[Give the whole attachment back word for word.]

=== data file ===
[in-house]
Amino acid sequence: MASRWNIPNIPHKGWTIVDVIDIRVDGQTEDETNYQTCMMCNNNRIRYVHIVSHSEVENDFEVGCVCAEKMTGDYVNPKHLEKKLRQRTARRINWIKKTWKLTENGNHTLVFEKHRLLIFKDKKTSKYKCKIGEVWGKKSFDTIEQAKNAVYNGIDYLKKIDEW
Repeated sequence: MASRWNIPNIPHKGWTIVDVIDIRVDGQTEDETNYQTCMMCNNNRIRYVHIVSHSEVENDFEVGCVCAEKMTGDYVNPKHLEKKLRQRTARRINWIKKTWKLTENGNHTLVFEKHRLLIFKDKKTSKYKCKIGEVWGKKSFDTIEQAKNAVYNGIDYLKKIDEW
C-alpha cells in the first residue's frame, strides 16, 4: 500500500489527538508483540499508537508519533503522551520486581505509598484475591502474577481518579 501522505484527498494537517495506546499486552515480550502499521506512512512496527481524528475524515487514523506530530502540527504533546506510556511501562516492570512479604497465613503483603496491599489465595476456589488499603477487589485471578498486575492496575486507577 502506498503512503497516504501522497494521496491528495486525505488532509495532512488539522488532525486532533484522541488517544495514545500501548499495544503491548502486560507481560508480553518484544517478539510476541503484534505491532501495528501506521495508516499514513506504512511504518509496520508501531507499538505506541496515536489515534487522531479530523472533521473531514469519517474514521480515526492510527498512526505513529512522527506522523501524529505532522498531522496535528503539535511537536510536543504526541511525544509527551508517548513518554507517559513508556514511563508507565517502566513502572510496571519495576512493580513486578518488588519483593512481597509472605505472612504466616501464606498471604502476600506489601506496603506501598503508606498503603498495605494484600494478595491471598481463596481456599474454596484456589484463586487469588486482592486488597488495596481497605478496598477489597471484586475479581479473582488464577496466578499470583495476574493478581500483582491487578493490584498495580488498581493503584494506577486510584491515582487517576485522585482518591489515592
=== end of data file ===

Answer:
[in-house]
Amino acid sequence: MASRWNIPNIPHKGWTIVDVIDIRVDGQTEDETNYQTCMMCNNNRIRYVHIVSHSEVENDFEVGCVCAEKMTGDYVNPKHLEKKLRQRTARRINWIKKTWKLTENGNHTLVFEKHRLLIFKDKKTSKYKCKIGEVWGKKSFDTIEQAKNAVYNGIDYLKKIDEW
Repeated sequence: MASRWNIPNIPHKGWTIVDVIDIRVDGQTEDETNYQTCMMCNNNRIRYVHIVSHSEVENDFEVGCVCAEKMTGDYVNPKHLEKKLRQRTARRINWIKKTWKLTENGNHTLVFEKHRLLIFKDKKTSKYKCKIGEVWGKKSFDTIEQAKNAVYNGIDYLKKIDEW
C-alpha cells in the first residue's frame, strides 16, 4: 500500500489527538508483540499508537508519533503522551520486581505509598484475591502474577481518579 501522505484527498494537517495506546499486552515480550502499521506512512512496527481524528475524515487514523506530530502540527504533546506510556511501562516492570512479604497465613503483603496491599489465595476456589488499603477487589485471578498486575492496575486507577 502506498503512503497516504501522497494521496491528495486525505488532509495532512488539522488532525486532533484522541488517544495514545500501548499495544503491548502486560507481560508480553518484544517478539510476541503484534505491532501495528501506521495508516499514513506504512511504518509496520508501531507499538505506541496515536489515534487522531479530523472533521473531514469519517474514521480515526492510527498512526505513529512522527506522523501524529505532522498531522496535528503539535511537536510536543504526541511525544509527551508517548513518554507517559513508556514511563508507565517502566513502572510496571519495576512493580513486578518488588519483593512481597509472605505472612504466616501464606498471604502476600506489601506496603506501598503508606498503603498495605494484600494478595491471598481463596481456599474454596484456589484463586487469588486482592486488597488495596481497605478496598477489597471484586475479581479473582488464577496466578499470583495476574493478581500483582491487578493490584498495580488498581493503584494506577486510584491515582487517576485522585482518591489515592